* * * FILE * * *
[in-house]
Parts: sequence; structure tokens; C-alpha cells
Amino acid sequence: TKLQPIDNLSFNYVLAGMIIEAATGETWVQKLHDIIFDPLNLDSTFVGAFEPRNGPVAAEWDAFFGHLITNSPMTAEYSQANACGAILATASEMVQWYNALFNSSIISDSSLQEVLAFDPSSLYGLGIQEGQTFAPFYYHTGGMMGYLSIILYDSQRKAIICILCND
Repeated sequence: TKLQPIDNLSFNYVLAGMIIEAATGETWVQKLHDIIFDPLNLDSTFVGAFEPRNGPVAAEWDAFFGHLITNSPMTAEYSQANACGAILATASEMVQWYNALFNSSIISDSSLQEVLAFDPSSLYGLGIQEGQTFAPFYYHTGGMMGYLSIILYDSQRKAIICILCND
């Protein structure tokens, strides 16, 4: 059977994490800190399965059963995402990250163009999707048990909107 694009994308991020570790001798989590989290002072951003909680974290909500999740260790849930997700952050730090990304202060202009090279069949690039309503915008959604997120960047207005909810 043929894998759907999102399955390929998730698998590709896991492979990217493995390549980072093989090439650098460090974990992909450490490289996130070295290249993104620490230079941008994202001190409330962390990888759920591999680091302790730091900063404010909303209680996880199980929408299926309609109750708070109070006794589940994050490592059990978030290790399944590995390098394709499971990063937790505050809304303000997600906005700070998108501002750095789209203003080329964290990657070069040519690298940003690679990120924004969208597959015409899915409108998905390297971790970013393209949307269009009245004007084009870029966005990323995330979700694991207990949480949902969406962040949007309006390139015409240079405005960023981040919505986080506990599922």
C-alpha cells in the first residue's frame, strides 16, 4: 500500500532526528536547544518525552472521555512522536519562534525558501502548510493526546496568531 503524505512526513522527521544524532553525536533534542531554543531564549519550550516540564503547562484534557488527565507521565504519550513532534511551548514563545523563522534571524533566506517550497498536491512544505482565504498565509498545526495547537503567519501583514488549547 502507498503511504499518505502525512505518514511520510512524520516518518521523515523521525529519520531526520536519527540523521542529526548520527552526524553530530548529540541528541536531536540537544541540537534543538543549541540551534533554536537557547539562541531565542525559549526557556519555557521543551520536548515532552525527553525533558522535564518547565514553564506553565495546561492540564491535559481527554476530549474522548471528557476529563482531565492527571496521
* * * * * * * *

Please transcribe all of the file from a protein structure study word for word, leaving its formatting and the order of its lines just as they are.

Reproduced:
[in-house]
Parts: sequence; structure tokens; C-alpha cells
Amino acid sequence: TKLQPIDNLSFNYVLAGMIIEAATGETWVQKLHDIIFDPLNLDSTFVGAFEPRNGPVAAEWDAFFGHLITNSPMTAEYSQANACGAILATASEMVQWYNALFNSSIISDSSLQEVLAFDPSSLYGLGIQEGQTFAPFYYHTGGMMGYLSIILYDSQRKAIICILCND
Repeated sequence: TKLQPIDNLSFNYVLAGMIIEAATGETWVQKLHDIIFDPLNLDSTFVGAFEPRNGPVAAEWDAFFGHLITNSPMTAEYSQANACGAILATASEMVQWYNALFNSSIISDSSLQEVLAFDPSSLYGLGIQEGQTFAPFYYHTGGMMGYLSIILYDSQRKAIICILCND
């Protein structure tokens, strides 16, 4: 059977994490800190399965059963995402990250163009999707048990909107 694009994308991020570790001798989590989290002072951003909680974290909500999740260790849930997700952050730090990304202060202009090279069949690039309503915008959604997120960047207005909810 043929894998759907999102399955390929998730698998590709896991492979990217493995390549980072093989090439650098460090974990992909450490490289996130070295290249993104620490230079941008994202001190409330962390990888759920591999680091302790730091900063404010909303209680996880199980929408299926309609109750708070109070006794589940994050490592059990978030290790399944590995390098394709499971990063937790505050809304303000997600906005700070998108501002750095789209203003080329964290990657070069040519690298940003690679990120924004969208597959015409899915409108998905390297971790970013393209949307269009009245004007084009870029966005990323995330979700694991207990949480949902969406962040949007309006390139015409240079405005960023981040919505986080506990599922």
C-alpha cells in the first residue's frame, strides 16, 4: 500500500532526528536547544518525552472521555512522536519562534525558501502548510493526546496568531 503524505512526513522527521544524532553525536533534542531554543531564549519550550516540564503547562484534557488527565507521565504519550513532534511551548514563545523563522534571524533566506517550497498536491512544505482565504498565509498545526495547537503567519501583514488549547 502507498503511504499518505502525512505518514511520510512524520516518518521523515523521525529519520531526520536519527540523521542529526548520527552526524553530530548529540541528541536531536540537544541540537534543538543549541540551534533554536537557547539562541531565542525559549526557556519555557521543551520536548515532552525527553525533558522535564518547565514553564506553565495546561492540564491535559481527554476530549474522548471528557476529563482531565492527571496521